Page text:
5 Reasons August May Take Investors for a RideLearn more about this firm
5 Reasons August May Take Investors for a Ride
Allianz Global Investors
By Kristina Hooper
August 3, 2015
It’s hard to believe it’s August already. 2015 is really flying by. Many American families are gearing up for summer vacations, which is probably why August is known as American Adventures Month. But this year, US investors may be in for a bumpier ride. In the coming weeks, we expect US stocks and bonds to experience significantly higher volatility. Here’s why:
1. History. According to the 2015 Stock Trader’s Almanac, August has been the worst month for the Dow Jones Industrial Average, the S&P 500 Index and the Nasdaq Composite Index since 1987.
2. September FOMC Meeting. The normalization of US monetary policy is a historic, dramatic event, which could have far-reaching effects. Investors will likely become jittery as the September FOMC meeting approaches, given that the Federal Reserve could raise interest rates for the first time since 2006.
3. Data dependency. The Fed’s decision to raise rates will be data-dependent. Data scheduled for release in August will be some of the last metrics available to the Fed in its attempt to gauge the state of the economy. It may take on even more importance given that recent data has been mixed. For example, one of the takeaways from the second-quarter GDP report is that consumer spending is slowly recovering. However, this is a backward-looking metric. Looking ahead, we might see a temporary drop in consumer spending given that consumer sentiment data for July shows a significantly less optimistic outlook for jobs and spending.
Also, the Employment Cost Index, which came out last Thursday, was a negative surprise. It showed 0.2% wage growth—the lowest reading in its 33-year history. Historically, the ECI has indicated higher compensation growth than average hourly earnings, which is another measure of wage growth. The Fed will be keenly focused on wage growth given its impact on inflation. That means average hourly earnings in this Friday’s jobs report will take on even more significance. It’s important to stress that we could see an outsized reaction to data released in the coming weeks, given how significantly they might influence the FOMC’s decision.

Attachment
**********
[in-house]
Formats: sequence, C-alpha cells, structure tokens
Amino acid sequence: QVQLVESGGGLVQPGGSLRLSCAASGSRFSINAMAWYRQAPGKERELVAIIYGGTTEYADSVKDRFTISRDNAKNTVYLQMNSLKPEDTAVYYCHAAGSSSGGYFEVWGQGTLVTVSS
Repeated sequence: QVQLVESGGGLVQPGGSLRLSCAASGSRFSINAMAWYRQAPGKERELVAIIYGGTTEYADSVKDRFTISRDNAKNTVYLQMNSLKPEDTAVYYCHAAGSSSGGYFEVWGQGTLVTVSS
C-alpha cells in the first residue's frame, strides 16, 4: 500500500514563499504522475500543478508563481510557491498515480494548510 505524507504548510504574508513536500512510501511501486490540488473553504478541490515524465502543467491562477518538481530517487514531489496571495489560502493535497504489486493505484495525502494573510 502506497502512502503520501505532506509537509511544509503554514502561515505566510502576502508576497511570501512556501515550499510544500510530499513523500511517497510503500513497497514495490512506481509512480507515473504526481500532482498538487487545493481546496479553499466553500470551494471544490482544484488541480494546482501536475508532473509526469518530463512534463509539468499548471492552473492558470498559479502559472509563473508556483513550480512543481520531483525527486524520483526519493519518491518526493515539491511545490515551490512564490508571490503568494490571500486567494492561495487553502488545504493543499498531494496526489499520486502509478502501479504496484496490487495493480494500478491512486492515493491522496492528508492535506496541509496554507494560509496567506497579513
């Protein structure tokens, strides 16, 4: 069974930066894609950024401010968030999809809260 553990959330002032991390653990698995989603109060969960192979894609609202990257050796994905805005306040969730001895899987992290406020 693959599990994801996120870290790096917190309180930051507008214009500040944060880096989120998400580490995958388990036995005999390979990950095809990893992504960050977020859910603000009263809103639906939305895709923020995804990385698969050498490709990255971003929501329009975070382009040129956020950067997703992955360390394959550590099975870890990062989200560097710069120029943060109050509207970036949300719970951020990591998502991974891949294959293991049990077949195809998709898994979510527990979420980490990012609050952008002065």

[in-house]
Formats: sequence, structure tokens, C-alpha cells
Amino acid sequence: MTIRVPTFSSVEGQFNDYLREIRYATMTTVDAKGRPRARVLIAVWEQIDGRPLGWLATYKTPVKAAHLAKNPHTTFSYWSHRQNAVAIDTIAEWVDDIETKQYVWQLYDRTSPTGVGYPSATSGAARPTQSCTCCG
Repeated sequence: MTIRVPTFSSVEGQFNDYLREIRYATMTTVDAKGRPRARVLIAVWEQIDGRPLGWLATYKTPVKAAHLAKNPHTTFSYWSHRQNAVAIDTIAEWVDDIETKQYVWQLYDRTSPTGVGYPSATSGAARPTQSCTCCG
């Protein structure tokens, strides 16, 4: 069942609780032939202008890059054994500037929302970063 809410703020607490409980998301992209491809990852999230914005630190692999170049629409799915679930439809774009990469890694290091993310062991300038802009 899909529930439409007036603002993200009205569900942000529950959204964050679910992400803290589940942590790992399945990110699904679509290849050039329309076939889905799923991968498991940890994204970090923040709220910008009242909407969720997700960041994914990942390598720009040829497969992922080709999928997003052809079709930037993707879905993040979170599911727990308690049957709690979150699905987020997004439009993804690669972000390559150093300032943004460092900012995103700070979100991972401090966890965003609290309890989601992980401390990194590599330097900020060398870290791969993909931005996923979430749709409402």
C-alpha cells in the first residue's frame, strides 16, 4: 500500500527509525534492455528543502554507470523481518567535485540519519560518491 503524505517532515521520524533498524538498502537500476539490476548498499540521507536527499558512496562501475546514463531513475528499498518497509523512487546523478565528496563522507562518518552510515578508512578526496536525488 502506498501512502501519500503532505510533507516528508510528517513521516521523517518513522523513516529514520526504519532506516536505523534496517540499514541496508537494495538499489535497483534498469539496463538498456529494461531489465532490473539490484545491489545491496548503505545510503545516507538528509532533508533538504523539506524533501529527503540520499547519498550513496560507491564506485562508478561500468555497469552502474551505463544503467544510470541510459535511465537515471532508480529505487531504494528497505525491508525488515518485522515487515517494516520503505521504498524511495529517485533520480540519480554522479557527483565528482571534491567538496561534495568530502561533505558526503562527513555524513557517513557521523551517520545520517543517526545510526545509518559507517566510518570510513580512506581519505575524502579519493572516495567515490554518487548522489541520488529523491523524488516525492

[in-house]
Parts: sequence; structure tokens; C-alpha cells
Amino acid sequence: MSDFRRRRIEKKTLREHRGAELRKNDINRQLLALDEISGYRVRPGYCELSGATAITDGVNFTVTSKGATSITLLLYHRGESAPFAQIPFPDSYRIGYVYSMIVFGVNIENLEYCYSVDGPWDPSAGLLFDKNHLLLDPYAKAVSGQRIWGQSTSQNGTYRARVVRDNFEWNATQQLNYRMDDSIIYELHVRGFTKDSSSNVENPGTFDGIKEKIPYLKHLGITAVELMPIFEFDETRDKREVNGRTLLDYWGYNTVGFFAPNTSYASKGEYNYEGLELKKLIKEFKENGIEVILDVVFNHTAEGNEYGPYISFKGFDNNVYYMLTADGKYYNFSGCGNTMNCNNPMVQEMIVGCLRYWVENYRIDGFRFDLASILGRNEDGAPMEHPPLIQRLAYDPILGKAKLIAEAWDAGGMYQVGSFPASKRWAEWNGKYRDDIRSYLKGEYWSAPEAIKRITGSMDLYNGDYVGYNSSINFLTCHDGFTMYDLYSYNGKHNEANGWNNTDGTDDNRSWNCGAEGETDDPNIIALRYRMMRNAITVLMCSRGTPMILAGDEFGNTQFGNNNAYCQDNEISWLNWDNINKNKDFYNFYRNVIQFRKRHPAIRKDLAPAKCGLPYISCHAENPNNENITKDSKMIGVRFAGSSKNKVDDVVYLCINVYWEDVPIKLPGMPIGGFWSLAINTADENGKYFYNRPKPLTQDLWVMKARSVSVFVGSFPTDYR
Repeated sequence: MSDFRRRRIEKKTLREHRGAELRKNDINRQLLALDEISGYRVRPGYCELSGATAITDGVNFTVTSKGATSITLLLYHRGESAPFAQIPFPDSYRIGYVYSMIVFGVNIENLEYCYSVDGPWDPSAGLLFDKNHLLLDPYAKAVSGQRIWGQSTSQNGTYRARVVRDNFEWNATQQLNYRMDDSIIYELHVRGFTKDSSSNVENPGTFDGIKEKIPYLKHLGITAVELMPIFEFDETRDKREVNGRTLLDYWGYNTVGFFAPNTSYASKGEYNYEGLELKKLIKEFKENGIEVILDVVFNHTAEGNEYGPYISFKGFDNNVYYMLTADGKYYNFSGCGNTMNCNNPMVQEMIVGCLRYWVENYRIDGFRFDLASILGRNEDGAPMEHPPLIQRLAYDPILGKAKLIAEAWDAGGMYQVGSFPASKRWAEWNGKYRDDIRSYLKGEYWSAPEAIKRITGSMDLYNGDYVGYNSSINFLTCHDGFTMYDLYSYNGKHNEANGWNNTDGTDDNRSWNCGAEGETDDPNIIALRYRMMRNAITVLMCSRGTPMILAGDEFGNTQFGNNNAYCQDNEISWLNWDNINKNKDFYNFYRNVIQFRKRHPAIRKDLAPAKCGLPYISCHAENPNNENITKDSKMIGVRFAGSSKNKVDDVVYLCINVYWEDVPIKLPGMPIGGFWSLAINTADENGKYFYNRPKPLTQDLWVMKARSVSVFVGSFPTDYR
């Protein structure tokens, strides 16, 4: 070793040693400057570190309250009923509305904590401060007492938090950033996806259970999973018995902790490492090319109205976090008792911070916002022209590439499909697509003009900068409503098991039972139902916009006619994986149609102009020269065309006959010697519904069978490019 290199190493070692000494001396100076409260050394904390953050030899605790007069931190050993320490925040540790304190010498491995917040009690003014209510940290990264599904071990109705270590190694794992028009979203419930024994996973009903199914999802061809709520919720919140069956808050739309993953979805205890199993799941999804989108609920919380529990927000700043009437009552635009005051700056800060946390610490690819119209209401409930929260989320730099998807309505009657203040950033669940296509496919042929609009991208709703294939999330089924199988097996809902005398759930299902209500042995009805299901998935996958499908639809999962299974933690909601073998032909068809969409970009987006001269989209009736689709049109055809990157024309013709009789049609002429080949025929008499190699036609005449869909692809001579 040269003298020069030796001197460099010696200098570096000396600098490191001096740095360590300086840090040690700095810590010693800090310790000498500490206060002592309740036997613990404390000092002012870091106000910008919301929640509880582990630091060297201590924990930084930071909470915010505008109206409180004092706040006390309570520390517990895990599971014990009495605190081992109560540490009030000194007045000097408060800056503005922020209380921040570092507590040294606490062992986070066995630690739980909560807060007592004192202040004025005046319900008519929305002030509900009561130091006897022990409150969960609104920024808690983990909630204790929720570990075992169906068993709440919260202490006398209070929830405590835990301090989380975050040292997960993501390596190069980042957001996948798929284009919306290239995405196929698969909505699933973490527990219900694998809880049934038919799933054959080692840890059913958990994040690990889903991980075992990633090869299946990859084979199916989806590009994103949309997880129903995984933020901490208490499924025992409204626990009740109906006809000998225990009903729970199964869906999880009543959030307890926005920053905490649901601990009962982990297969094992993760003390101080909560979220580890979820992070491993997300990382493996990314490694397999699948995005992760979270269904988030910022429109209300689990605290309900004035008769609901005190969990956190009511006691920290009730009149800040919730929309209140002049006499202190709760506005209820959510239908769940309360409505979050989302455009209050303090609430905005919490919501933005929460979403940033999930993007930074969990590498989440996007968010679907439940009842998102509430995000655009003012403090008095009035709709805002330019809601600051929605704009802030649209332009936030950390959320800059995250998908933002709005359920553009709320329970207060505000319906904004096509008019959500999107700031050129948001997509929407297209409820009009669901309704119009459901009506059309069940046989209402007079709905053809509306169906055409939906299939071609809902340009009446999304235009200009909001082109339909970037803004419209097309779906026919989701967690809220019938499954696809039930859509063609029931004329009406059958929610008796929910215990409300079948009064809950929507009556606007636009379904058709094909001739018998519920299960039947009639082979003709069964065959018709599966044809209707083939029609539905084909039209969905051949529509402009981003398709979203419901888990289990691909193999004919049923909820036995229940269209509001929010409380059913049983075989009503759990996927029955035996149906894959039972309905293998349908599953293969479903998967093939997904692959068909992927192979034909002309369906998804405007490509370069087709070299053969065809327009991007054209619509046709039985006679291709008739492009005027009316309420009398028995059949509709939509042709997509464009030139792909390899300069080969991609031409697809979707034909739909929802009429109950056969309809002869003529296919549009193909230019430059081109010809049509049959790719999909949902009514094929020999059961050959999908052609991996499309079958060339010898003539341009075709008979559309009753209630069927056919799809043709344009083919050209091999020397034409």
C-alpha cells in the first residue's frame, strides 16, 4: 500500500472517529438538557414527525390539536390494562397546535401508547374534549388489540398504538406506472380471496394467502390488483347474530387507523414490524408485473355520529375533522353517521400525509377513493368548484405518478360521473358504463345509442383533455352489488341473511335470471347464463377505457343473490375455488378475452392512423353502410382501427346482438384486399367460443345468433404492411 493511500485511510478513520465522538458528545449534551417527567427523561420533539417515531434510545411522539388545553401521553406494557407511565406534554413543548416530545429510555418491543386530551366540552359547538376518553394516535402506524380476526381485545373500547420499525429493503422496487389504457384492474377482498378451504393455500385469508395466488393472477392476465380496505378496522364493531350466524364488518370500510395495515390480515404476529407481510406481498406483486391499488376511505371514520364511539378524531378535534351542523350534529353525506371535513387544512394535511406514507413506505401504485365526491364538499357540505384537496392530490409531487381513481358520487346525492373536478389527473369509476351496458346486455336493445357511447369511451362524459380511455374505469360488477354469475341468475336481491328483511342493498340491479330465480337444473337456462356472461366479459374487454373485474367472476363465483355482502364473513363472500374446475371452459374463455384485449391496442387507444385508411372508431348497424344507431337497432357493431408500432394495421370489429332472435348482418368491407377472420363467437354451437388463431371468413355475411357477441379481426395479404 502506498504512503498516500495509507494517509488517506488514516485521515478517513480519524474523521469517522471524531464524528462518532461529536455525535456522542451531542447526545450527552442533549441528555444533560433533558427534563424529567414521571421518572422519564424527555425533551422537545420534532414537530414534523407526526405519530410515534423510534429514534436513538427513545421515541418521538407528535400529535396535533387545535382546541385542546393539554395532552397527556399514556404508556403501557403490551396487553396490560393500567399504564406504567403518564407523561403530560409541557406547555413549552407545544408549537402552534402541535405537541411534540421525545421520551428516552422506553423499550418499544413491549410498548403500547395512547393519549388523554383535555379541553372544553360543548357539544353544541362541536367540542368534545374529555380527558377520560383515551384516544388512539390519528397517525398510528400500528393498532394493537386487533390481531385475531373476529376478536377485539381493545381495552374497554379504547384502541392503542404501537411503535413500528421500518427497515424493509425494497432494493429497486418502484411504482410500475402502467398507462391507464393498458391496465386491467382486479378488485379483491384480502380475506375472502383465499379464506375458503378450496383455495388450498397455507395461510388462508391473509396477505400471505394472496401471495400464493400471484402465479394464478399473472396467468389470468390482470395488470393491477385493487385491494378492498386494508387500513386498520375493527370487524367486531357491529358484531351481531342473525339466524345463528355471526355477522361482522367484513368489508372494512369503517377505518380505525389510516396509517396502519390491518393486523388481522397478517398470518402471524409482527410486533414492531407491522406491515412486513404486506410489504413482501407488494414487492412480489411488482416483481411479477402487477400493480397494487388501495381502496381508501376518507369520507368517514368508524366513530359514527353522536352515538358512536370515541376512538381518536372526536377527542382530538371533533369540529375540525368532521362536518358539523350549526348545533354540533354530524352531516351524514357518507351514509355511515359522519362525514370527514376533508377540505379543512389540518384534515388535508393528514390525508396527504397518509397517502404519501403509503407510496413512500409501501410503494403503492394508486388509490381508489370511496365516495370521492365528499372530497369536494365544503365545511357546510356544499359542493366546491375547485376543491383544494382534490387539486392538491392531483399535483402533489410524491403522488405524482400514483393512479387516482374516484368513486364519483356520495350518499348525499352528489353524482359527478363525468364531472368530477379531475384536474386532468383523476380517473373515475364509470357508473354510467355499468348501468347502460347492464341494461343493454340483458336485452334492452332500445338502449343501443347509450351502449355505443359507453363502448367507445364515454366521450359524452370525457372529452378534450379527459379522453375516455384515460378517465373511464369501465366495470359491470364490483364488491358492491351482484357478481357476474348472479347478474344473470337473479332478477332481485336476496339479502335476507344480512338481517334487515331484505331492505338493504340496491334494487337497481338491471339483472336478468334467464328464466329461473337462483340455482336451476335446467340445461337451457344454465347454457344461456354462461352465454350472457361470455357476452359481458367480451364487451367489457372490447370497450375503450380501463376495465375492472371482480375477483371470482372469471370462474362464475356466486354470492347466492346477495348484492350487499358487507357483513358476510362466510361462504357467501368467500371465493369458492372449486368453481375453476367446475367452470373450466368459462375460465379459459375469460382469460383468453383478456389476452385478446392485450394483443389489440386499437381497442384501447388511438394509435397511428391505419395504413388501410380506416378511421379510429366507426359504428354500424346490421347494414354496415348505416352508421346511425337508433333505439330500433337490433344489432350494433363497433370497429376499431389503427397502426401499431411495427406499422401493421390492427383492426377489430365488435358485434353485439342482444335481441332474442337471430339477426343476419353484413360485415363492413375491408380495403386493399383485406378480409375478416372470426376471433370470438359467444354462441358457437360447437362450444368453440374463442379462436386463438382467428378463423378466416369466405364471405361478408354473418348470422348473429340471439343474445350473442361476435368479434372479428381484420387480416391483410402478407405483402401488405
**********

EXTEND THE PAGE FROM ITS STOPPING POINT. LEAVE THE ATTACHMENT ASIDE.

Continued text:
4. Puerto Rico. The US territory has officially defaulted on its August 1 debt payment—and this debt crisis shows no signs of being resolved. Puerto Rico’s debt is widely held because its triple tax-exempt status is an attractive feature. And trouble in Puerto Rico could impact other stressed municipalities in the United States. Don’t underestimate Puerto Rico’s ability to rattle investors and the municipal bond market.
5. International developments. There could be another eruption in Greece’s debt negotiations—particularly given recent concerns expressed by the International Monetary Fund—or additional turmoil in China’s stock market. Further, we could see a negative reaction to Japan’s second-quarter GDP report when it’s released in mid-August, which is expected to show a contraction.
The bottom line: It’s important to stress that fundamentals are largely solid for the US economy, which is why we have a more favorable outlook on the stock market in the longer term. But, in the short run, we think there is the potential for higher volatility with a downward bias. Depending on your time horizon, an August downturn could present a buying opportunity.
Kristina Hooper is the US investment strategist and head of US Capital Markets Research & Strategy for Allianz Global Investors. She has a B.A. from Wellesley College, a J.D. from Pace Law, a master's degree in labor economics from Cornell University and an M.B.A. in finance from NYU, where she was a teaching fellow in macroeconomics.
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The material contains the current opinions of the author, which are subject to change without notice. Statements concerning financial market trends are based on current market conditions, which will fluctuate. References to specific securities and issuers are for illustrative purposes only and are not intended to be, and should not be interpreted as, recommendations to purchase or sell such securities. Forecasts and estimates have certain inherent limitations, and are not intended to be relied upon as advice or interpreted as a recommendation.
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